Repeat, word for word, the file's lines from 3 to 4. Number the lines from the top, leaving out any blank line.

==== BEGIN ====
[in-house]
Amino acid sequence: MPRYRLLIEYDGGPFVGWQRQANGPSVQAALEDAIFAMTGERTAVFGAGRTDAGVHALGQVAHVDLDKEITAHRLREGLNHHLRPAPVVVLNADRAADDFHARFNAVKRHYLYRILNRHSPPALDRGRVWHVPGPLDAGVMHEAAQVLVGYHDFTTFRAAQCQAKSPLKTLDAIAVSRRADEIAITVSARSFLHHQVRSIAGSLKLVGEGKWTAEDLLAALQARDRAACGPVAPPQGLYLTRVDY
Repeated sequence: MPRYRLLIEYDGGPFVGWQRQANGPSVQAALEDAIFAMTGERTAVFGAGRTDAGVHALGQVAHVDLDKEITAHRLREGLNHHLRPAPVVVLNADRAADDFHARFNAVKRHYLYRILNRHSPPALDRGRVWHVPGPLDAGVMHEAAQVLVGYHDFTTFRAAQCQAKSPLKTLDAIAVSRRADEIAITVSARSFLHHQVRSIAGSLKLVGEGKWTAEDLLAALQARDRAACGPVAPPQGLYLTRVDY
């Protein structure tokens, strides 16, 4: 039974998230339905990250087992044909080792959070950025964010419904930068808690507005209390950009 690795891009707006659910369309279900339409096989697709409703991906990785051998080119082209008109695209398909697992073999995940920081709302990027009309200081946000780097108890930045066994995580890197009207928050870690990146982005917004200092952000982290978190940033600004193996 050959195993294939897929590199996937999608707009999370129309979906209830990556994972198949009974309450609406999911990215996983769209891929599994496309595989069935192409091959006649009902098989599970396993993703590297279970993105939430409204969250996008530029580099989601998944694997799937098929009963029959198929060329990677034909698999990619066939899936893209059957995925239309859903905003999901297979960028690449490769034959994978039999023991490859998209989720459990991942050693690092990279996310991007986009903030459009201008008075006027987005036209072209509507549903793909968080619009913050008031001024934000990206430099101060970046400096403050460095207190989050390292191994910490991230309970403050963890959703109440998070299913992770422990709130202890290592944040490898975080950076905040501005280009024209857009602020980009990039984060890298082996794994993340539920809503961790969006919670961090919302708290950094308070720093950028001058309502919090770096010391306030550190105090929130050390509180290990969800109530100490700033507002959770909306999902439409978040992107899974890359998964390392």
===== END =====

Repeated sequence: MPRYRLLIEYDGGPFVGWQRQANGPSVQAALEDAIFAMTGERTAVFGAGRTDAGVHALGQVAHVDLDKEITAHRLREGLNHHLRPAPVVVLNADRAADDFHARFNAVKRHYLYRILNRHSPPALDRGRVWHVPGPLDAGVMHEAAQVLVGYHDFTTFRAAQCQAKSPLKTLDAIAVSRRADEIAITVSARSFLHHQVRSIAGSLKLVGEGKWTAEDLLAALQARDRAACGPVAPPQGLYLTRVDY
């Protein structure tokens, strides 16, 4: 039974998230339905990250087992044909080792959070950025964010419904930068808690507005209390950009 690795891009707006659910369309279900339409096989697709409703991906990785051998080119082209008109695209398909697992073999995940920081709302990027009309200081946000780097108890930045066994995580890197009207928050870690990146982005917004200092952000982290978190940033600004193996 050959195993294939897929590199996937999608707009999370129309979906209830990556994972198949009974309450609406999911990215996983769209891929599994496309595989069935192409091959006649009902098989599970396993993703590297279970993105939430409204969250996008530029580099989601998944694997799937098929009963029959198929060329990677034909698999990619066939899936893209059957995925239309859903905003999901297979960028690449490769034959994978039999023991490859998209989720459990991942050693690092990279996310991007986009903030459009201008008075006027987005036209072209509507549903793909968080619009913050008031001024934000990206430099101060970046400096403050460095207190989050390292191994910490991230309970403050963890959703109440998070299913992770422990709130202890290592944040490898975080950076905040501005280009024209857009602020980009990039984060890298082996794994993340539920809503961790969006919670961090919302708290950094308070720093950028001058309502919090770096010391306030550190105090929130050390509180290990969800109530100490700033507002959770909306999902439409978040992107899974890359998964390392």